Attorney Goes Global in New York Tribe’s Fight With U.S.

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Joe Heath, the general councel for the Onondaga Nation talks about the petition they are filing against the United States with the Inter-American Commission on Human Rights (IACHR) during a press conference in Washington D.C. on Tuesday, April 15, 2014. 
National Journal
Christopher Snow Hopkins
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Christopher Snow Hopkins
April 15, 2014, 4:16 p.m.

If Pres­id­ent Obama looked out his win­dow Tues­day af­ter­noon, he might have spot­ted a scene sim­il­ar to one viewed by his earli­est pre­de­cessor, George Wash­ing­ton, 220 years ago.

Lead­ers of the Onond­aga Na­tion based in up­state New York had traveled to the White House wear­ing tra­di­tion­al Nat­ive Amer­ic­an garb to tell the pres­id­ent the tribe is not happy with the way it has been treated since Wash­ing­ton signed a treaty des­ig­nat­ing Onond­aga lands in 1794.

In the midst of the group protest­ing at 1600 Pennsylvania Av­en­ue, wear­ing a mod­ern busi­ness suit, was Joe Heath, an at­tor­ney from Syra­cuse, N.Y., who has been lead­ing an ef­fort by the Onond­aga Na­tion to reac­quire 4,000 square miles the tribe says were il­leg­ally seized by the state of New York.

A long leg­al battle in the fed­er­al courts ended last Oc­to­ber when the Su­preme Court dis­missed the tribe’s law­suit char­ging vi­ol­a­tions of the 1794 Treaty of Canandai­gua, en­gin­eered and signed by Wash­ing­ton. So now the Onond­aga Na­tion is tak­ing its case to an in­ter­na­tion­al arena: the Inter-Amer­ic­an Com­mis­sion on Hu­man Rights at the Or­gan­iz­a­tion of Amer­ic­an States.

“The United States is re­spons­ible for vi­ol­a­tions of the rights that are set forth in the Amer­ic­an De­clar­a­tion on the Rights and Du­ties of Man, the Amer­ic­an Con­ven­tion on Hu­man Rights, and in oth­er pro­vi­sions of hu­man rights law,” the tribe said in a 40-page pe­ti­tion it de­livered Tues­day to the OAS com­mis­sion.

Af­ter­ward, about 50 mem­bers of the tribe headed to the White House in hopes of mak­ing the cur­rent pres­id­ent aware of their plea.

At a rally be­fore the march, Heath noted that the Su­preme Court’s dis­missal of the tribe’s case came on Oct. 15, one day after the fed­er­al hol­i­day hon­or­ing Chris­toph­er Colum­bus.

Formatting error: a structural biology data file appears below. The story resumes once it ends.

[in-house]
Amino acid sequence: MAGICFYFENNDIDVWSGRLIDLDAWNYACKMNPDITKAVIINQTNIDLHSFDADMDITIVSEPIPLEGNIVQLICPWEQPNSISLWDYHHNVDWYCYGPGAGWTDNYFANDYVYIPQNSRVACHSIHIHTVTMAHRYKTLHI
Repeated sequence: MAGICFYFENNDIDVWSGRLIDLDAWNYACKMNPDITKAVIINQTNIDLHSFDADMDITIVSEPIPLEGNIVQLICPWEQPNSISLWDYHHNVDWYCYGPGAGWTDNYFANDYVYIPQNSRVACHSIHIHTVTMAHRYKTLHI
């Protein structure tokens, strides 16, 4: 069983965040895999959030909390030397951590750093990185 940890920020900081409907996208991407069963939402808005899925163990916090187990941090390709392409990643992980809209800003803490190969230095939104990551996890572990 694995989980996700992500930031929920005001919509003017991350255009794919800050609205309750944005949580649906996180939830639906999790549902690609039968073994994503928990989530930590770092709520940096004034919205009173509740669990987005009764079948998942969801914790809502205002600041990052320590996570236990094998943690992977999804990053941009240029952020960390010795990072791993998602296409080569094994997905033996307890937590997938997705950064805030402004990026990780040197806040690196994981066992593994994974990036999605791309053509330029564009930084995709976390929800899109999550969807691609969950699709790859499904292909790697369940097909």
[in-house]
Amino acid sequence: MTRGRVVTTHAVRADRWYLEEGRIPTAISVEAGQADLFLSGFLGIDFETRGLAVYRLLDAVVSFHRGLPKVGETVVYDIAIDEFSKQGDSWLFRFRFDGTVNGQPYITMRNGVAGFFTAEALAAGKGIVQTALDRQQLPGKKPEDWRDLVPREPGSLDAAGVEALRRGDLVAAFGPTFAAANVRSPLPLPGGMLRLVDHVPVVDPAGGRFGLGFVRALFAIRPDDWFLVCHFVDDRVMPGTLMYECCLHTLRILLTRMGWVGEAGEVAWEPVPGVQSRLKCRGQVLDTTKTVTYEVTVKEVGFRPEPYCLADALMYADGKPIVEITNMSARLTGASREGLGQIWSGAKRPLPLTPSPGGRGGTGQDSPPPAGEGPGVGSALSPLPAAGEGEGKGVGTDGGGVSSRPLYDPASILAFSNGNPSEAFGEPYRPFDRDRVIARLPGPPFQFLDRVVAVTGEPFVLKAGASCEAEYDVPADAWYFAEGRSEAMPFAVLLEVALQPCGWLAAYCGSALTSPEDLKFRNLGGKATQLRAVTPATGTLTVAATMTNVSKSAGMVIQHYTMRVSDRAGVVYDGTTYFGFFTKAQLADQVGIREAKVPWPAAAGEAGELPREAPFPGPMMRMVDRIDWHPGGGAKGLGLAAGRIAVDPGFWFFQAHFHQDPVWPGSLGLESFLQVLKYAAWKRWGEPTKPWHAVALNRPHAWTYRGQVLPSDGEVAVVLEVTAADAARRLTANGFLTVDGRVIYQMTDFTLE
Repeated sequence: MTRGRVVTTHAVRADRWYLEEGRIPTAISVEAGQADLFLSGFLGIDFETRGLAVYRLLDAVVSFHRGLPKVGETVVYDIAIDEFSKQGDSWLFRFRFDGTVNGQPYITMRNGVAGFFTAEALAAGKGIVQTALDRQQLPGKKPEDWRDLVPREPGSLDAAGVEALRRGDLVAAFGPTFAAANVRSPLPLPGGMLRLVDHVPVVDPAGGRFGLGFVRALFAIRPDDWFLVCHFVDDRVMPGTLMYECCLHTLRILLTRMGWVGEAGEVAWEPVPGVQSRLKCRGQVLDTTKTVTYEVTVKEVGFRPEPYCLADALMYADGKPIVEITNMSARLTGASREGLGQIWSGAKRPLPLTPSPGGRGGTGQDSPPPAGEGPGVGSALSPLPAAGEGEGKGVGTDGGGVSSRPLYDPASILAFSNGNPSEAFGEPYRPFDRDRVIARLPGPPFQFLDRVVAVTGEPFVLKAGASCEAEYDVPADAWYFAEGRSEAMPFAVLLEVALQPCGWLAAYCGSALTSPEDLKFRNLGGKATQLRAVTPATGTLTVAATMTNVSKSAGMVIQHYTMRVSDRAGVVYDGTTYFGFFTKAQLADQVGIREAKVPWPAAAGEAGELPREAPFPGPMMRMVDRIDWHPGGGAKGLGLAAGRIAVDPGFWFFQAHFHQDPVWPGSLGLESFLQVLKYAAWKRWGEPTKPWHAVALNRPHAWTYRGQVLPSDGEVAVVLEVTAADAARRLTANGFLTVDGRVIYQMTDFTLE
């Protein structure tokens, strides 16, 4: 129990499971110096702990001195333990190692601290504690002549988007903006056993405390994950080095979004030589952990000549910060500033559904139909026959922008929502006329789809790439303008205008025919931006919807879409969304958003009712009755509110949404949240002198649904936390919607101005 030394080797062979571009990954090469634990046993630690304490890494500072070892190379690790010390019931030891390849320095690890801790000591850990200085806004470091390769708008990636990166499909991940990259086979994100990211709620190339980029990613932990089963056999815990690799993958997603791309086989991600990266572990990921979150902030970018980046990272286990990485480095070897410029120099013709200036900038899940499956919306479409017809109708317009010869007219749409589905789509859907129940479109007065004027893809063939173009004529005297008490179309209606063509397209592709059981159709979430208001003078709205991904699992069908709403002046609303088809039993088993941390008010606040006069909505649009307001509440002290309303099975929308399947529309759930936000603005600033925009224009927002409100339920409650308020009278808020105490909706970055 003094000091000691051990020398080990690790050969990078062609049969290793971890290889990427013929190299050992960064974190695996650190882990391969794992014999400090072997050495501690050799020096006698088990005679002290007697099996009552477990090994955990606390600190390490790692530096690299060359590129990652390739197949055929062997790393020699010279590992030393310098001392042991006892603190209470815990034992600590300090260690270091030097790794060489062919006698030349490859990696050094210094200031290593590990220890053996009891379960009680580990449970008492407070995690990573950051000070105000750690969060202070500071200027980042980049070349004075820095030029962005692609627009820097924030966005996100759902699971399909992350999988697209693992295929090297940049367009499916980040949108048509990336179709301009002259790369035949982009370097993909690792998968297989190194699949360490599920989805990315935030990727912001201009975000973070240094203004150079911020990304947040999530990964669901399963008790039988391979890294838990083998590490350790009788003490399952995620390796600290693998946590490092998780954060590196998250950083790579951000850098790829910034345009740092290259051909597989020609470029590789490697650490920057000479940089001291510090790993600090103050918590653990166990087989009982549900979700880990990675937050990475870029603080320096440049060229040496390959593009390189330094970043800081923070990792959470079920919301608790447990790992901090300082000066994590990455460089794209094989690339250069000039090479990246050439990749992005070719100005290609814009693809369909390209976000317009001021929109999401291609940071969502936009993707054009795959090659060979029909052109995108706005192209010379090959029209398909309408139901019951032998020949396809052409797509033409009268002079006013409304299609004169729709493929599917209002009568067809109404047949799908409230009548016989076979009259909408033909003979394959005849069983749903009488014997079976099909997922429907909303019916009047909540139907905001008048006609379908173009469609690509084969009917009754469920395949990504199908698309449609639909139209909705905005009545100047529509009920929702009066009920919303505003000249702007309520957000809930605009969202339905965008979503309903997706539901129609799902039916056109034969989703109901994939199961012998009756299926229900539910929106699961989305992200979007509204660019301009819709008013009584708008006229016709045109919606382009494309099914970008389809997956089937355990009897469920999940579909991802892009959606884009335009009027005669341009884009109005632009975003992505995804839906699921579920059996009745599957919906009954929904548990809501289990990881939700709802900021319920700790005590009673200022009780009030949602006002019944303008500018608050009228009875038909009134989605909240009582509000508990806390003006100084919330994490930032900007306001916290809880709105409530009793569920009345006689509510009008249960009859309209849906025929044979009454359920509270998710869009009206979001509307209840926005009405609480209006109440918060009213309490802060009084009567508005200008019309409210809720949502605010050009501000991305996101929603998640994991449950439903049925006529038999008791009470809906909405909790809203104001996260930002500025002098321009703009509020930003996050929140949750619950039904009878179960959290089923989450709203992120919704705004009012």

“The tim­ing was iron­ic,” said Heath, who has rep­res­en­ted the Onond­aga Na­tion since the early 1980s. “Colum­bus per­son­i­fied the Doc­trine of Dis­cov­ery, which is me­di­ev­al and Euro­centric. The fact that this leg­al prin­ciple is even tol­er­able, even men­tioned, in the 21st cen­tury is shock­ing to me. It ba­sic­ally says that in­di­gen­ous people are not civ­il­ized enough, be­cause they’re not Chris­ti­ans, to own their lands. It ba­sic­ally says that Europeans took over the land as soon as they planted their flag.”

The pe­ti­tion filed Tues­day ar­gues that set­tlers in up­state New York used the Doc­trine of Dis­cov­ery to seize Onond­aga lands between 1788 and 1822. As part of its pe­ti­tion, the Onond­aga Na­tion is ask­ing the Inter-Amer­ic­an Com­mis­sion on Hu­man Rights to urge the U.S. to re­tire the Doc­trine of Dis­cov­ery as a leg­al con­struct.

If suc­cess­ful, the Onond­aga Na­tion has no in­ten­tion of evict­ing the hun­dreds of thou­sands of New York­ers liv­ing on the dis­puted ter­rit­ory, but in­stead is seek­ing an ad­mis­sion of in­equit­able treat­ment by the U.S. gov­ern­ment and the au­thor­ity to clean up heav­ily pol­luted areas, such as Onond­aga Lake.

“Our man­date is to pro­tect the an­im­als, the trees, everything that grows,” said Oren Ly­ons, faith-keep­er for the Onond­aga Na­tion’s Turtle Clan.

Oddly enough, Heath be­came in­volved in the com­plic­ated lands dis­pute while work­ing on a case stem­ming from the 1971 At­tica Pris­on ri­ot, which took place on his third day of law school at the Uni­versity of Buf­falo. Through a part­ner­ship with Wil­li­am Kunst­ler, who de­fen­ded the At­tica ri­oters, Heath be­came an at­tor­ney for Den­nis Banks, a lead­er of the Amer­ic­an In­di­an Move­ment who peri­od­ic­ally ran afoul of the law.

“In 1982, Banks sought sanc­tu­ary from fed­er­al au­thor­it­ies on the Onond­aga Na­tion,” Health re­called. “I be­came a li­ais­on between him and the out­side au­thor­it­ies, who were champ­ing at the bit. Be­cause Onond­aga is sov­er­eign, the fed­er­al mar­shals would not come on there. A year and a half later, I was an at­tor­ney for the Onond­aga Na­tion.”

Suc­cess at the in­ter­na­tion­al level is an ex­tremely long shot, but Heath and mem­bers of the Onond­aga Na­tion vowed Tues­day that they will not let the is­sue drop. The mood was somber as they bran­dished plac­ards for the walk to the White House with the mes­sage, “Take the Doc­trine of Dis­cov­ery out of U.S. law.”

They also car­ried with them a wam­pum belt com­mis­sioned by Wash­ing­ton to sig­ni­fy peace and friend­ship when sign­ing the Treaty of Canandai­gua. “Belts were the polit­ic­al cur­rency of the times,” said Ly­ons.

“Re­gard­less of how things tran­spire, we’ll nev­er quit,” he ad­ded.

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